Casa Invisibile is a flexible housing unit, which consists of a prefabricated wood structure designed for turnkey implementation at any designated site. Maximum flexibility and spatial quality are the key elements in its concept of development. The open layout is structured by a chimney and a wet cell creating three spatial units that provide for individual use and design. The structure and ambience of the rooms are characterised by the use of domestic woods. The mounting framework and fitments of the housing unit are exclusively assembled from prefabricated elements at the factory. The overall dimensions are 14.50 x 3.50 meters, which provides for easy transportation by lorry. Design and texture of the interior design and façade can be determined by the client from various options listed in a design catalogue. This provides for tailor-made design options for the housing units as well as for flexible pricing options. Through modular element construction and the intensive use of wood, the housing units can be completely disassembled thus minimizing their environmental footprint. By combining innovation and mobility at a reasonable price, Casa Invisibile is a product that offers a ground breaking alternative in an increasingly critical housing situation.

Image Courtesy © Christian Brandstaetter

Image Courtesy © Christian Brandstaetter

  • Architects: Delugan Meissl Associated Architects
  • Project: Casa Invisibile
  • Location: Various
  • Photography: Christian Brandstaetter
  • Project manager: Gerhard Goelles
  • Gross floor area: 50 m²
  • Net floor area: 45 m²
  • Construction volume: 160 m³
  • Start of planning: 02/2013
  • Start of construction: 05/2013
  • Completion: 07/2013

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The Re-wrapped House in Jalan Binchang, Singapore by A D Lab Pte Ltd

Friday, January 13th, 2017

Article source: A D Lab Pte Ltd 

This quiet low-rise cul-de-sac of semi detached houses at Jalan Binchang is similar to many in Singapore.  Constructed mostly in the 1970’s, the pairs of two storey brick houses are now at the stage in their building lifespan where renovation is eminent.  The designers saw the development of the quaint neighborhood and its natural evolution as a main source of inspiration in the design of no. 67 Jalan Binchang.  They brainstormed on how to enlarge and rejuvenate the existing semi detached house while maintaining a harmony with the existing built environment, the history of tropical residential buildings and with the natural environment.  The designers looked at the existing building as one would study a living organism that needed to adapt to a new environment.  Instead of demolishing its embedded history and reinventing it as something completely new, they decided to use its structure, its internal logic of organization and meaning as a starting point to the design, and to build upon this pre-existing pattern and structure to evolve it into a new form and space.  The architects find it important to study how space can evolve with time and with the changing conditions of the inhabitants so that the lifespan of construction can be increased.  Also as a way of reducing waste, savings cost on the project, and minimizing disruption to the neighbor’s house, the designers decided to retain the entire 2-storey semi detached house on the site.  Between this structure and a newly added 2 storey plus attic extension, a gap between the old and new structures was kept to bring light and wind through the house as well as to allow for the settlement of the new structure independently from the old.  The internal building’s logic of the front facing public room, rear facing services and private second storey of the existing house was maintained and carried over to the side extension.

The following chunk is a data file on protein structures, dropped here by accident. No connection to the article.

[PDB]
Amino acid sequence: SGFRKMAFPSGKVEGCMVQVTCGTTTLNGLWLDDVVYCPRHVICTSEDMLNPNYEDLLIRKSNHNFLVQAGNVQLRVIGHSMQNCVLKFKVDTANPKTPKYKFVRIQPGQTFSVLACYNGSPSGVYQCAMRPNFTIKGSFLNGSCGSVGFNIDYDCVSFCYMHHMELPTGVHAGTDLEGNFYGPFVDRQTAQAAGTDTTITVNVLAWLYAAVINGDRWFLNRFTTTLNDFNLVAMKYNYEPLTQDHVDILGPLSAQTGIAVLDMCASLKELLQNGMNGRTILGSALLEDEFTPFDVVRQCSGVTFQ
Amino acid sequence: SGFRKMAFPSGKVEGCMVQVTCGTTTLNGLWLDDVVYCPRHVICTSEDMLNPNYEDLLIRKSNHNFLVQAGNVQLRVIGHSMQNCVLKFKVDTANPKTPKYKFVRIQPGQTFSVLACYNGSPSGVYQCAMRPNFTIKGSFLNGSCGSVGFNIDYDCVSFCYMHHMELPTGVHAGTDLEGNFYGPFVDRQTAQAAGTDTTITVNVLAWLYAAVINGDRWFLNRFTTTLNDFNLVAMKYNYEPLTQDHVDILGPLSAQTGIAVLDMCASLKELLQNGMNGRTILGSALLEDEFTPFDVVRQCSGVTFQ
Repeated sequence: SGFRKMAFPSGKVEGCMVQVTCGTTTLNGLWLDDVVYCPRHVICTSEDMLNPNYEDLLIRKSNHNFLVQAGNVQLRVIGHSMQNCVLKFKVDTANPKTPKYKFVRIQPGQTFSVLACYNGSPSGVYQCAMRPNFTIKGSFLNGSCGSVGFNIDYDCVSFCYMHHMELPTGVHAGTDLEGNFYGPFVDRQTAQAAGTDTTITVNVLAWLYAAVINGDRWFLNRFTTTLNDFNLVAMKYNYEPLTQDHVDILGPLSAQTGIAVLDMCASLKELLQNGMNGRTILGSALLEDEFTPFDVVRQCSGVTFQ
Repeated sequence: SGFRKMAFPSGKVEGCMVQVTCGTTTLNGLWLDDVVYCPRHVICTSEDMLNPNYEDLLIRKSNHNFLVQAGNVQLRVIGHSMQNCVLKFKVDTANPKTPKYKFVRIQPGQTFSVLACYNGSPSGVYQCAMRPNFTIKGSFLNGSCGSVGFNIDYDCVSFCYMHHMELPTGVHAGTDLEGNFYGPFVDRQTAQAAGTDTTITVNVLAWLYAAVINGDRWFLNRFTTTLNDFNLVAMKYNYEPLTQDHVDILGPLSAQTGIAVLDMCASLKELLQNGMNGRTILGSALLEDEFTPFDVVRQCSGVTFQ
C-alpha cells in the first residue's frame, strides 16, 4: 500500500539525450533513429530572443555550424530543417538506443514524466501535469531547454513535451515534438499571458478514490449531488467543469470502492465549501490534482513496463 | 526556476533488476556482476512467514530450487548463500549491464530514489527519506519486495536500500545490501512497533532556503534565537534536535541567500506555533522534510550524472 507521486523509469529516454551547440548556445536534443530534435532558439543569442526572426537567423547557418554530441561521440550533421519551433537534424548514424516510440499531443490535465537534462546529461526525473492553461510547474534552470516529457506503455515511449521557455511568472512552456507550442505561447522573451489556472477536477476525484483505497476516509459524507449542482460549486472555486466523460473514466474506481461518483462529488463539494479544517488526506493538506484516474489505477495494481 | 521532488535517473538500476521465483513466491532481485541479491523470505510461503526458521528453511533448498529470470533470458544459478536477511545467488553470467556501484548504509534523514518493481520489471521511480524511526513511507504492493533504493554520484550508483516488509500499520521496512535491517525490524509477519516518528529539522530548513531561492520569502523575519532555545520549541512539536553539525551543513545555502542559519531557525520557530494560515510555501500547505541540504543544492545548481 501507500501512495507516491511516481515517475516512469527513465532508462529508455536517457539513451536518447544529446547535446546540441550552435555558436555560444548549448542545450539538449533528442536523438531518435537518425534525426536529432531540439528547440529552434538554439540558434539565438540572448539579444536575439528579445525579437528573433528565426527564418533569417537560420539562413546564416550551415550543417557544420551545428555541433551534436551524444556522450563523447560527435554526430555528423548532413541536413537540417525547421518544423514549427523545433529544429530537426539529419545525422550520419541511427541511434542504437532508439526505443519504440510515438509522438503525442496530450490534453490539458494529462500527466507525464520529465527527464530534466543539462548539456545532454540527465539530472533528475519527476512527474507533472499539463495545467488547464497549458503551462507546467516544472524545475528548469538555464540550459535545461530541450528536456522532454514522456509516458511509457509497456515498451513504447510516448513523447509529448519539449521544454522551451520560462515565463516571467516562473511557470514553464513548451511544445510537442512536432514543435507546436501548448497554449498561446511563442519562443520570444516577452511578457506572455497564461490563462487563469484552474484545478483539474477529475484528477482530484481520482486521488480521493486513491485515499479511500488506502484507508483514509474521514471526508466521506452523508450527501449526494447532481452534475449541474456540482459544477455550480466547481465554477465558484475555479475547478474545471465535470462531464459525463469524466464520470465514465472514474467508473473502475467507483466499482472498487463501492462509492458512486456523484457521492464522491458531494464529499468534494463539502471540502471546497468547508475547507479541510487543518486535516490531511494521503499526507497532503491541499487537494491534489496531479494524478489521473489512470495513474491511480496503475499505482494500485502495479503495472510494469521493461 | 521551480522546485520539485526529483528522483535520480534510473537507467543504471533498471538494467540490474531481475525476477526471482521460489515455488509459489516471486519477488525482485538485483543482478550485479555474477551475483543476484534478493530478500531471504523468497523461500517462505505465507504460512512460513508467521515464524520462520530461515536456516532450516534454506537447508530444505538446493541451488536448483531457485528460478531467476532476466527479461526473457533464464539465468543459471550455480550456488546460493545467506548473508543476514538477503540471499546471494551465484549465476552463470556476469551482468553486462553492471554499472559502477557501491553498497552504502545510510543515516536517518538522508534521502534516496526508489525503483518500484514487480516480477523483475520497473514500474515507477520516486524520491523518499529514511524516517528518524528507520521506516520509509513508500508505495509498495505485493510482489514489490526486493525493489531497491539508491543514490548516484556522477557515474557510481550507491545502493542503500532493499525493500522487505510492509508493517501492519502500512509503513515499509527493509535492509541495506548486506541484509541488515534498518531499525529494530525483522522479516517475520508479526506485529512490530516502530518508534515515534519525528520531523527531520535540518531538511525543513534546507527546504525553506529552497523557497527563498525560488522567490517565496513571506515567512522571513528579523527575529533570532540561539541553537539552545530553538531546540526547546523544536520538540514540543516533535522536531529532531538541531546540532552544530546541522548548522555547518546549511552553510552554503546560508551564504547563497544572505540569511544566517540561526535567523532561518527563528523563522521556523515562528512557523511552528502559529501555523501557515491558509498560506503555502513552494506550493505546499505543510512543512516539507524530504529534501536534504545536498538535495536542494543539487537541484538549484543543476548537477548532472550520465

Image Courtesy © Edward Hendricks, CI & A Photography

Image Courtesy © Edward Hendricks, CI & A Photography

  • Architects: A D Lab Pte Ltd
  • Project: The Re-wrapped House
  • Location: 67 Jalan Binchang, Singapore
  • Photography: Edward Hendricks, CI & A Photography
  • Project Team Members: Warren Liu, Wu Yanling, Anna May Manrique, Najeeb Rahmat
  • Builder/ Construction Company: Newell Builders Pte Ltd
  • Building Surveyor: LEE BOON HAW Registered Surveyor
  • Quantity Surveyor: CCL CHARTERED SURVEYORS PTE LTD
  • Civil and Structural Engineering Firm: EPM CONSULTANTS
  • Site Area (sq-ft or sq-metres): 496.80 sq metres
  • Total Floor Area (sq-ft or sq-metres): 529.55 sq metres
  • Time to complete (Number of months): 9 – 12 months

(more…)

Kindergarten in Koblenz, Germany by Herrmanns-Architekten

Friday, January 13th, 2017

Article source: Herrmanns-Architekten 

Explanations about the construction of a kindergarten in Lahnstein

The curved building for a new kindergarten is to be erected as a wooden structure with a formwork of vertical wood panels. The intention of the architects is that the new  building is self-consciously integrated into the urban environment.

Especially when building for children, other aspects than usual have to be incorporated into the design process. Who says that a building must inevitably always be designed with the rigid cartesian axes (height / width / depth) as a crate. This is the dynamic structure of the organic building with its curved ground plan for breaking open the rigid geometric shapes.